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  • A GOES--Reporting Waverider Buoy

    Publication Year: 1978 , Page(s): 31 - 36
    Cited by:  Papers (8)
    Save to Project icon | Click to expandQuick Abstract | PDF file iconPDF (525 KB)  

    A NEW INSTRUMENT FOR MEASURING AND REPORTING OCEAN WIND WAVES HAS BEEN CONSTRUCTED, TESTED AT SEA, AND PUT TO USE IN FIELD STUDIES OF THE TRANSFER FUNCTION OF OPERATIONAL WAVE MEASURING SYSTEMS ON LARGE DATA BUOYS. THE PROTOTYPE WRANSAC WAS INTEGRATED FROM AN EXISTING MICRO-COMPUTER, A SATELLITE RADIO TRANSMITTER, AND A WAVERIDER. TWENTY MINUTES OF WAVE DATA ARE PROCESSED AND PRODUCE HOURLY REPORTS OF MEAN WAVE HEIGHT, MAXIMUM CREST, MINIMUM TROUGH, AND 150 LAGS OF THE AUTOCORRELATION FUNCTION. THE INTERNATIONAL NETWORK OF SYNCHRONOUS METEOROLOGICAL SATELLITES PROVIDES A RELAY CAPABILITY PERMITTING WRANSAC TO BE USED ALMOST ANYWHERE IN THE WORLD OCEAN. THE DEVELOPMENT OF THE WRANSAC PROTOTYPE IS DESCRIBED AND DATA FROM THE DECEMBER 1977 DEPLOYMENT IS PRESENTED. View full abstract»

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  • Wave Direction Measurement by a Single Wave Follower Buoy

    Publication Year: 1978 , Page(s): 37 - 41
    Save to Project icon | Click to expandQuick Abstract | PDF file iconPDF (379 KB)  

    This paper describes a system for measuring the direction of ocean wave propagation, as well as wave height and period. The system employs a conventional wave follower buoy, modified so as to provide compass, pitch and roll signals in addition to the vertical component of buoy acceleration. The modifications are indicated in the paper, and the buoy was tested in two sea state conditions in Narragansett Bay. The pitch, roll, compass, and heave acceleration signals were all processed on the computer in the laboratory to provide a variety of results. One test condition was ideal in that the wind and wave conditions were changing steadily throughout the data recording process. The second test was exactly opposite, with small waves and a consistent wind direction. The results presented in the paper include the wave height power spectral density, a polar tilt histogram for the buoy motion, and a family of polar plots of the average tilt angle in each 5\deg sector of azimuth of the buoy pitch/roll. View full abstract»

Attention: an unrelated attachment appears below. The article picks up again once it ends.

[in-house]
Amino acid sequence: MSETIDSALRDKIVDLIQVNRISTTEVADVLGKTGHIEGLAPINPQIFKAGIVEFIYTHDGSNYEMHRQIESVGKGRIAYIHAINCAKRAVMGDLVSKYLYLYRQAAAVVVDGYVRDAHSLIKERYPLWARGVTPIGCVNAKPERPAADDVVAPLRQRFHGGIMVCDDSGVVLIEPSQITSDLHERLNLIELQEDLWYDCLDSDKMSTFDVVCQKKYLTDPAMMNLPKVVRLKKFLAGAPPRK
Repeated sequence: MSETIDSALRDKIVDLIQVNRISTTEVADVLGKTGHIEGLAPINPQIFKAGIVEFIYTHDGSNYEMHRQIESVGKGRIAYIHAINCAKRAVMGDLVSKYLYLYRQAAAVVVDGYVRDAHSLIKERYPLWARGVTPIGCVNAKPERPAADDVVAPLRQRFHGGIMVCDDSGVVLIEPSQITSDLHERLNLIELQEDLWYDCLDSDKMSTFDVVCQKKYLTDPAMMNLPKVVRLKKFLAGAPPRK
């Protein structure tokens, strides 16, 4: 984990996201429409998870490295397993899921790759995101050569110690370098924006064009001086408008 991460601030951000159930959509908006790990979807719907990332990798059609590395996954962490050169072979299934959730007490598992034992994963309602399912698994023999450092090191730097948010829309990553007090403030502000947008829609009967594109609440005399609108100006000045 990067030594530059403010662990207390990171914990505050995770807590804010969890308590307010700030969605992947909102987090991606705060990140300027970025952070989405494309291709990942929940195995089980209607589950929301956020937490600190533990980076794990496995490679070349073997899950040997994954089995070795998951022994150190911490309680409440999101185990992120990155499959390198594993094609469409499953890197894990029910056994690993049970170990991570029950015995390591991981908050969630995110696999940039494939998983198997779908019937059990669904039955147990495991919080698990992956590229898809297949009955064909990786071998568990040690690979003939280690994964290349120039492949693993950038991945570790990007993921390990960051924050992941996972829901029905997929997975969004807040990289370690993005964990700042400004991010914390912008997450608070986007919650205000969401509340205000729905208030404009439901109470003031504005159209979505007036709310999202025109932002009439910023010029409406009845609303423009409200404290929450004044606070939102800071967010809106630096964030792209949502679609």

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  • A Digital Survey Fathometer® Providing a Chart Display and a Digital Output

    Publication Year: 1978 , Page(s): 42 - 47
    Cited by:  Papers (1)
    Save to Project icon | Click to expandQuick Abstract | PDF file iconPDF (423 KB)  

    The Digital Survey Fathometer®(DSF- 600) is a portable, dual frequency recording depth sounder with a permanent chart display, digital output, and features automatic phase changing of the chart display. Operating at frequencies of 40kHz and 200kHz (frequency switch selected), the DSF-600 provides high resolution, quality bathymetric profiles in water depths to 310 fathoms. By interconnecting it with position finding equipment and a suitable digital tape recorder or data logger, depth and position data is generated in permanent digital form for precision bathymetric survey operations. The DSF-600 system is offered with several options, allowing the user to choose the combination that best meets his surveying needs. View full abstract»

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  • A Deterministic and Random Error Model for a Multibeam Hydrographic Sonar System

    Publication Year: 1978 , Page(s): 48 - 53
    Cited by:  Papers (4)
    Save to Project icon | Click to expandQuick Abstract | PDF file iconPDF (442 KB)  

    The expanding and increasing affluent world population has brought about a growing need for commodities and energy on a global scale. Two major marine activities affected by this are shipping and mining. The shipping industry, because of its up to 30 meter draft superships, and the mining industry (particularly the hydrocarbon sector), both require timely and accurate bathymetric charts for safe and economical operation. To meet these needs the Bathymetric Swath Survey System (BS3) is being developed. The BS3is a 21 beam mapping sonar designed to accurately and efficiently portray the seabed directly beneath and to the port and starboard side of an underway hydrographic ship. This paper examines the effects of four major inherent error sources on system accuracy. These sources are uncompensated ship roll, sound velocity errors, pulse stretching and noise. View full abstract»